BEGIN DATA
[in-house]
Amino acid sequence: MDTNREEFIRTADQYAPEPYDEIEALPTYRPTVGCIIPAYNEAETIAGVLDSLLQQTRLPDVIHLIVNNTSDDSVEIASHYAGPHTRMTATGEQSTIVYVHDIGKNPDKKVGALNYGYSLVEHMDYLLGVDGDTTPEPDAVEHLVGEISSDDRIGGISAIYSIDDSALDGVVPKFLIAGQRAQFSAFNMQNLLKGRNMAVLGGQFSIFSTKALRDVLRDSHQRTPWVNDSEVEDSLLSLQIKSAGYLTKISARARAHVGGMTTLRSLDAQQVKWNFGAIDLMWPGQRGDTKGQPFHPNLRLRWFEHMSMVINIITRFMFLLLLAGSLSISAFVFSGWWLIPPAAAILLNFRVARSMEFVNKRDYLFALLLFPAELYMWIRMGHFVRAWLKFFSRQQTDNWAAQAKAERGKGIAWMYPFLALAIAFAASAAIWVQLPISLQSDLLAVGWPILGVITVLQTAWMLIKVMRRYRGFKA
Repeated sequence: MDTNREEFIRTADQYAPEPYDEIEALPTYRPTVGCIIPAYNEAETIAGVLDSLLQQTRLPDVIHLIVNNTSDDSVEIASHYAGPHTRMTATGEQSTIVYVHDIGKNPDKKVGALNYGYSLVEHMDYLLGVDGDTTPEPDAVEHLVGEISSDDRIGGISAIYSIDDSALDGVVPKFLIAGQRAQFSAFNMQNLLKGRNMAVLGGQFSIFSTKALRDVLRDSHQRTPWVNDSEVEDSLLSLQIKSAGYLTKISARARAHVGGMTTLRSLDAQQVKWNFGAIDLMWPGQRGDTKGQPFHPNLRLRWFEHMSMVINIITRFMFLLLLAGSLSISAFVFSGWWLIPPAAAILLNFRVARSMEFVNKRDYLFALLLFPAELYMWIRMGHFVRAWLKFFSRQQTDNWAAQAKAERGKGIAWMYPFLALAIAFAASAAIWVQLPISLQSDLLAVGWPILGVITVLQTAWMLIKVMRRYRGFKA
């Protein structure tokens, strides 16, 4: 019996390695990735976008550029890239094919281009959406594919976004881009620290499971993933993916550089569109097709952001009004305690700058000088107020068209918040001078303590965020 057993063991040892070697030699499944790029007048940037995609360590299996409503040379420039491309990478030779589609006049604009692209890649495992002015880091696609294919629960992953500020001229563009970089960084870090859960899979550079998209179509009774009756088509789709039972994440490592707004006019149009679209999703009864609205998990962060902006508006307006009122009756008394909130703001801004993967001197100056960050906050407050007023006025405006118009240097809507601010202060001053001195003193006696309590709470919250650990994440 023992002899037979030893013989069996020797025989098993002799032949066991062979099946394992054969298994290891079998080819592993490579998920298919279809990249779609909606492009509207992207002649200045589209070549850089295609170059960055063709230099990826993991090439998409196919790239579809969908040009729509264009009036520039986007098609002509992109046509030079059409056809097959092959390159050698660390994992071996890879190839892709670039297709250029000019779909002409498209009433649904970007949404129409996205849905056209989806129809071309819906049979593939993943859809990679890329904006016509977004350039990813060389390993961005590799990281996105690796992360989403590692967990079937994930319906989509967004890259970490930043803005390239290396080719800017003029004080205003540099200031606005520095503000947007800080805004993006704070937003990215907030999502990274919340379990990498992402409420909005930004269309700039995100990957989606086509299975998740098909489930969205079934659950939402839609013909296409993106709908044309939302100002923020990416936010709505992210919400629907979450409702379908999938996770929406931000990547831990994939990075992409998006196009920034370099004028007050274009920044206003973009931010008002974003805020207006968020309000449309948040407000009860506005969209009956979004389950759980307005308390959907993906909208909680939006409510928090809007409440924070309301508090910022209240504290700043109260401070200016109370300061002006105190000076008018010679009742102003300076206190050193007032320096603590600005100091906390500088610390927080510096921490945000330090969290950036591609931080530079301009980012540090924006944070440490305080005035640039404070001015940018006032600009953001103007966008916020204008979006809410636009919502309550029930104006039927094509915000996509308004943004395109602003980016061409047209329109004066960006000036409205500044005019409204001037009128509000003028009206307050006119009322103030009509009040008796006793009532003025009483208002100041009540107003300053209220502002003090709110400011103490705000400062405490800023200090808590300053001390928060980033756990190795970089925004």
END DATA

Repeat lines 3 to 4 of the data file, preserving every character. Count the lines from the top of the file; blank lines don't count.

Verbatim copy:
Repeated sequence: MDTNREEFIRTADQYAPEPYDEIEALPTYRPTVGCIIPAYNEAETIAGVLDSLLQQTRLPDVIHLIVNNTSDDSVEIASHYAGPHTRMTATGEQSTIVYVHDIGKNPDKKVGALNYGYSLVEHMDYLLGVDGDTTPEPDAVEHLVGEISSDDRIGGISAIYSIDDSALDGVVPKFLIAGQRAQFSAFNMQNLLKGRNMAVLGGQFSIFSTKALRDVLRDSHQRTPWVNDSEVEDSLLSLQIKSAGYLTKISARARAHVGGMTTLRSLDAQQVKWNFGAIDLMWPGQRGDTKGQPFHPNLRLRWFEHMSMVINIITRFMFLLLLAGSLSISAFVFSGWWLIPPAAAILLNFRVARSMEFVNKRDYLFALLLFPAELYMWIRMGHFVRAWLKFFSRQQTDNWAAQAKAERGKGIAWMYPFLALAIAFAASAAIWVQLPISLQSDLLAVGWPILGVITVLQTAWMLIKVMRRYRGFKA
């Protein structure tokens, strides 16, 4: 019996390695990735976008550029890239094919281009959406594919976004881009620290499971993933993916550089569109097709952001009004305690700058000088107020068209918040001078303590965020 057993063991040892070697030699499944790029007048940037995609360590299996409503040379420039491309990478030779589609006049604009692209890649495992002015880091696609294919629960992953500020001229563009970089960084870090859960899979550079998209179509009774009756088509789709039972994440490592707004006019149009679209999703009864609205998990962060902006508006307006009122009756008394909130703001801004993967001197100056960050906050407050007023006025405006118009240097809507601010202060001053001195003193006696309590709470919250650990994440 023992002899037979030893013989069996020797025989098993002799032949066991062979099946394992054969298994290891079998080819592993490579998920298919279809990249779609909606492009509207992207002649200045589209070549850089295609170059960055063709230099990826993991090439998409196919790239579809969908040009729509264009009036520039986007098609002509992109046509030079059409056809097959092959390159050698660390994992071996890879190839892709670039297709250029000019779909002409498209009433649904970007949404129409996205849905056209989806129809071309819906049979593939993943859809990679890329904006016509977004350039990813060389390993961005590799990281996105690796992360989403590692967990079937994930319906989509967004890259970490930043803005390239290396080719800017003029004080205003540099200031606005520095503000947007800080805004993006704070937003990215907030999502990274919340379990990498992402409420909005930004269309700039995100990957989606086509299975998740098909489930969205079934659950939402839609013909296409993106709908044309939302100002923020990416936010709505992210919400629907979450409702379908999938996770929406931000990547831990994939990075992409998006196009920034370099004028007050274009920044206003973009931010008002974003805020207006968020309000449309948040407000009860506005969209009956979004389950759980307005308390959907993906909208909680939006409510928090809007409440924070309301508090910022209240504290700043109260401070200016109370300061002006105190000076008018010679009742102003300076206190050193007032320096603590600005100091906390500088610390927080510096921490945000330090969290950036591609931080530079301009980012540090924006944070440490305080005035640039404070001015940018006032600009953001103007966008916020204008979006809410636009919502309550029930104006039927094509915000996509308004943004395109602003980016061409047209329109004066960006000036409205500044005019409204001037009128509000003028009206307050006119009322103030009509009040008796006793009532003025009483208002100041009540107003300053209220502002003090709110400011103490705000400062405490800023200090808590300053001390928060980033756990190795970089925004």